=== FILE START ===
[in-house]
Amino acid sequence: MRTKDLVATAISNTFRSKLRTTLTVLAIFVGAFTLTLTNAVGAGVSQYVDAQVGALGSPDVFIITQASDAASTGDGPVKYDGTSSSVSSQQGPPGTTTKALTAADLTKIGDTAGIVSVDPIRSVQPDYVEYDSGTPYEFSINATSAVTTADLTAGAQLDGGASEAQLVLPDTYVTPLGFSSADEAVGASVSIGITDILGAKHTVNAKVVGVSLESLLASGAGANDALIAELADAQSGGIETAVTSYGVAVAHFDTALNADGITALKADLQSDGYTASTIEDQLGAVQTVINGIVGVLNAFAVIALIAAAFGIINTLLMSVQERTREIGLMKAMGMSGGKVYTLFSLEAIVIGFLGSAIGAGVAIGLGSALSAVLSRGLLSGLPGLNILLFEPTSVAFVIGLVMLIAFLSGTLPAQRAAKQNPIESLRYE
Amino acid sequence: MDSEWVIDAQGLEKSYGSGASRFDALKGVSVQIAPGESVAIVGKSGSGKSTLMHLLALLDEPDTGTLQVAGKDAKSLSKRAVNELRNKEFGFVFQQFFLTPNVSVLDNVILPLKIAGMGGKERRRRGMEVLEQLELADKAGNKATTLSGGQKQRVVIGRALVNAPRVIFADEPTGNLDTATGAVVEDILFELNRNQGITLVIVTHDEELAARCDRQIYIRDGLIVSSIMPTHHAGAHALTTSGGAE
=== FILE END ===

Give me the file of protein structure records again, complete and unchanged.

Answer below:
[in-house]
Amino acid sequence: MRTKDLVATAISNTFRSKLRTTLTVLAIFVGAFTLTLTNAVGAGVSQYVDAQVGALGSPDVFIITQASDAASTGDGPVKYDGTSSSVSSQQGPPGTTTKALTAADLTKIGDTAGIVSVDPIRSVQPDYVEYDSGTPYEFSINATSAVTTADLTAGAQLDGGASEAQLVLPDTYVTPLGFSSADEAVGASVSIGITDILGAKHTVNAKVVGVSLESLLASGAGANDALIAELADAQSGGIETAVTSYGVAVAHFDTALNADGITALKADLQSDGYTASTIEDQLGAVQTVINGIVGVLNAFAVIALIAAAFGIINTLLMSVQERTREIGLMKAMGMSGGKVYTLFSLEAIVIGFLGSAIGAGVAIGLGSALSAVLSRGLLSGLPGLNILLFEPTSVAFVIGLVMLIAFLSGTLPAQRAAKQNPIESLRYE
Amino acid sequence: MDSEWVIDAQGLEKSYGSGASRFDALKGVSVQIAPGESVAIVGKSGSGKSTLMHLLALLDEPDTGTLQVAGKDAKSLSKRAVNELRNKEFGFVFQQFFLTPNVSVLDNVILPLKIAGMGGKERRRRGMEVLEQLELADKAGNKATTLSGGQKQRVVIGRALVNAPRVIFADEPTGNLDTATGAVVEDILFELNRNQGITLVIVTHDEELAARCDRQIYIRDGLIVSSIMPTHHAGAHALTTSGGAE